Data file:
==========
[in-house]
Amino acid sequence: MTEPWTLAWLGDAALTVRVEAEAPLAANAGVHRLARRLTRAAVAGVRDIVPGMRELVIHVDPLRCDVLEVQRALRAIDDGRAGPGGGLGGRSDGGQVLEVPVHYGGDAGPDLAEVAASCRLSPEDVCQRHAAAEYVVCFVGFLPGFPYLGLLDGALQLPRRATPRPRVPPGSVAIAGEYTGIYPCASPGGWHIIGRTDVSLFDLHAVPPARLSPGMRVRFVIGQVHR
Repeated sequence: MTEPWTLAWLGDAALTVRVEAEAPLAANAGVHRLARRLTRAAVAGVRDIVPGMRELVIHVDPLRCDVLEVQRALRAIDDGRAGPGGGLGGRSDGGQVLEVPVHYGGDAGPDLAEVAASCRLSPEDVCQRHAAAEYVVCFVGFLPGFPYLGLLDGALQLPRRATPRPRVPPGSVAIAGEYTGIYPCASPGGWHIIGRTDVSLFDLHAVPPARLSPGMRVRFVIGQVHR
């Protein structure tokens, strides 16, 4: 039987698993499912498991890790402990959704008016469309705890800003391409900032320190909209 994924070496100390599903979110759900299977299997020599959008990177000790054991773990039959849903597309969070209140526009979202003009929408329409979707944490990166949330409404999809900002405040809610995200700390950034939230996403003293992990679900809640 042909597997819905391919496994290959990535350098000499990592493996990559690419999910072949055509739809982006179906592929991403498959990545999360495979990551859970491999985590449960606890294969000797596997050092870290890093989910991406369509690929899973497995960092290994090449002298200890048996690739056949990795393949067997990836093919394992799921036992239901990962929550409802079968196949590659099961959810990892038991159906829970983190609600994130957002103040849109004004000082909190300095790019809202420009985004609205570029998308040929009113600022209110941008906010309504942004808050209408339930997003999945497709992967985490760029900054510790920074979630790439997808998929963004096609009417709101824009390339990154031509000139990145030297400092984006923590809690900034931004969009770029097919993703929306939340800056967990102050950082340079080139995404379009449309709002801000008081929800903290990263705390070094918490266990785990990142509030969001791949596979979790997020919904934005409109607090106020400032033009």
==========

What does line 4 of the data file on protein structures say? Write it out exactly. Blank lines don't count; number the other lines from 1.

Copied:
């Protein structure tokens, strides 16, 4: 039987698993499912498991890790402990959704008016469309705890800003391409900032320190909209 994924070496100390599903979110759900299977299997020599959008990177000790054991773990039959849903597309969070209140526009979202003009929408329409979707944490990166949330409404999809900002405040809610995200700390950034939230996403003293992990679900809640 042909597997819905391919496994290959990535350098000499990592493996990559690419999910072949055509739809982006179906592929991403498959990545999360495979990551859970491999985590449960606890294969000797596997050092870290890093989910991406369509690929899973497995960092290994090449002298200890048996690739056949990795393949067997990836093919394992799921036992239901990962929550409802079968196949590659099961959810990892038991159906829970983190609600994130957002103040849109004004000082909190300095790019809202420009985004609205570029998308040929009113600022209110941008906010309504942004808050209408339930997003999945497709992967985490760029900054510790920074979630790439997808998929963004096609009417709101824009390339990154031509000139990145030297400092984006923590809690900034931004969009770029097919993703929306939340800056967990102050950082340079080139995404379009449309709002801000008081929800903290990263705390070094918490266990785990990142509030969001791949596979979790997020919904934005409109607090106020400032033009």